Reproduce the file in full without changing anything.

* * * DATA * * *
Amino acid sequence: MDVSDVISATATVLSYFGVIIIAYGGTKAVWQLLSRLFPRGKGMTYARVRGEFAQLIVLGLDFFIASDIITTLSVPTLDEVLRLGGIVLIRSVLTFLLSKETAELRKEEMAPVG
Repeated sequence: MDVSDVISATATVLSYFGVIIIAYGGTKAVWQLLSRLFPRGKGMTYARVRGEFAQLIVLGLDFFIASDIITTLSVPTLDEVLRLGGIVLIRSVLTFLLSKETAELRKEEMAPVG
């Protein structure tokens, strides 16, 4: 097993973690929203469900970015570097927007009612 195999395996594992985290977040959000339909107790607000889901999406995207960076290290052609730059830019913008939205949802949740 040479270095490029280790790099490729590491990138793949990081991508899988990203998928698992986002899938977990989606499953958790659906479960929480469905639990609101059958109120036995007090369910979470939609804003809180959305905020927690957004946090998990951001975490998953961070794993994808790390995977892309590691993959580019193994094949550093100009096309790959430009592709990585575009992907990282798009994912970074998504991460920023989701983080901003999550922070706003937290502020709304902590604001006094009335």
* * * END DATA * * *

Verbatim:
Amino acid sequence: MDVSDVISATATVLSYFGVIIIAYGGTKAVWQLLSRLFPRGKGMTYARVRGEFAQLIVLGLDFFIASDIITTLSVPTLDEVLRLGGIVLIRSVLTFLLSKETAELRKEEMAPVG
Repeated sequence: MDVSDVISATATVLSYFGVIIIAYGGTKAVWQLLSRLFPRGKGMTYARVRGEFAQLIVLGLDFFIASDIITTLSVPTLDEVLRLGGIVLIRSVLTFLLSKETAELRKEEMAPVG
């Protein structure tokens, strides 16, 4: 097993973690929203469900970015570097927007009612 195999395996594992985290977040959000339909107790607000889901999406995207960076290290052609730059830019913008939205949802949740 040479270095490029280790790099490729590491990138793949990081991508899988990203998928698992986002899938977990989606499953958790659906479960929480469905639990609101059958109120036995007090369910979470939609804003809180959305905020927690957004946090998990951001975490998953961070794993994808790390995977892309590691993959580019193994094949550093100009096309790959430009592709990585575009992907990282798009994912970074998504991460920023989701983080901003999550922070706003937290502020709304902590604001006094009335």